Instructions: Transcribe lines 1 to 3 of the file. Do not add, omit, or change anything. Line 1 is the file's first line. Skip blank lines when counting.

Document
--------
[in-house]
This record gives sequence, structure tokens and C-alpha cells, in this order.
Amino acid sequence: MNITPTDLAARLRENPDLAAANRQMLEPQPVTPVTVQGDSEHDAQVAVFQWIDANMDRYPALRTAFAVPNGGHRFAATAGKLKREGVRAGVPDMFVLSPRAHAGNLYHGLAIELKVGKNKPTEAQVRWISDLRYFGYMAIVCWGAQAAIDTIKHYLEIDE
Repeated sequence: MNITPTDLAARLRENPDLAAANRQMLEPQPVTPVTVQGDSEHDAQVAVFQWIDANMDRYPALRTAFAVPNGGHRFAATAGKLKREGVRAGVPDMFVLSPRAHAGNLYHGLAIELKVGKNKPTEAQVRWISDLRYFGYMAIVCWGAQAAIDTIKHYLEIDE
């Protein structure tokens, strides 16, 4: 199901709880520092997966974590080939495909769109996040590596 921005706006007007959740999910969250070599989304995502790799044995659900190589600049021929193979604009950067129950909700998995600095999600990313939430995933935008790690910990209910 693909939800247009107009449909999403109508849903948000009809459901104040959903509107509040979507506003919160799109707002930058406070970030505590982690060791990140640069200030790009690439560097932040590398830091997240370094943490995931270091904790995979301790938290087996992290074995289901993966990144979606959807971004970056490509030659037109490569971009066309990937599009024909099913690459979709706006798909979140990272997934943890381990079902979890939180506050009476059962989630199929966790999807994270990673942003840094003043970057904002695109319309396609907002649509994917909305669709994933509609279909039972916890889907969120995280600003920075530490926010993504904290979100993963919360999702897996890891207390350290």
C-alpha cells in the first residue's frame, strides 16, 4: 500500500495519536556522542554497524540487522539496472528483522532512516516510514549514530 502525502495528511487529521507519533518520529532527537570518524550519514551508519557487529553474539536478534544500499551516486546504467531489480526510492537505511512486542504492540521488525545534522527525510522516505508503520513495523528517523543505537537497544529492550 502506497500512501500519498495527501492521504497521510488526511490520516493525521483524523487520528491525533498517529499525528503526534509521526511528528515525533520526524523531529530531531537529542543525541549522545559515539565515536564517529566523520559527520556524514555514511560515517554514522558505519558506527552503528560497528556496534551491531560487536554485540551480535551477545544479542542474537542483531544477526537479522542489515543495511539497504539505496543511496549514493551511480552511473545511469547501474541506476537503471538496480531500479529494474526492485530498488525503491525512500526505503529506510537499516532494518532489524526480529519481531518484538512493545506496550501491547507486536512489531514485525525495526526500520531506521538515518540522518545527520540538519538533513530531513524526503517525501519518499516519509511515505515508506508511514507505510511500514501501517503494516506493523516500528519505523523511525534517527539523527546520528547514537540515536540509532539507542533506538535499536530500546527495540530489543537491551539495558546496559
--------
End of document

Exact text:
[in-house]
This record gives sequence, structure tokens and C-alpha cells, in this order.
Amino acid sequence: MNITPTDLAARLRENPDLAAANRQMLEPQPVTPVTVQGDSEHDAQVAVFQWIDANMDRYPALRTAFAVPNGGHRFAATAGKLKREGVRAGVPDMFVLSPRAHAGNLYHGLAIELKVGKNKPTEAQVRWISDLRYFGYMAIVCWGAQAAIDTIKHYLEIDE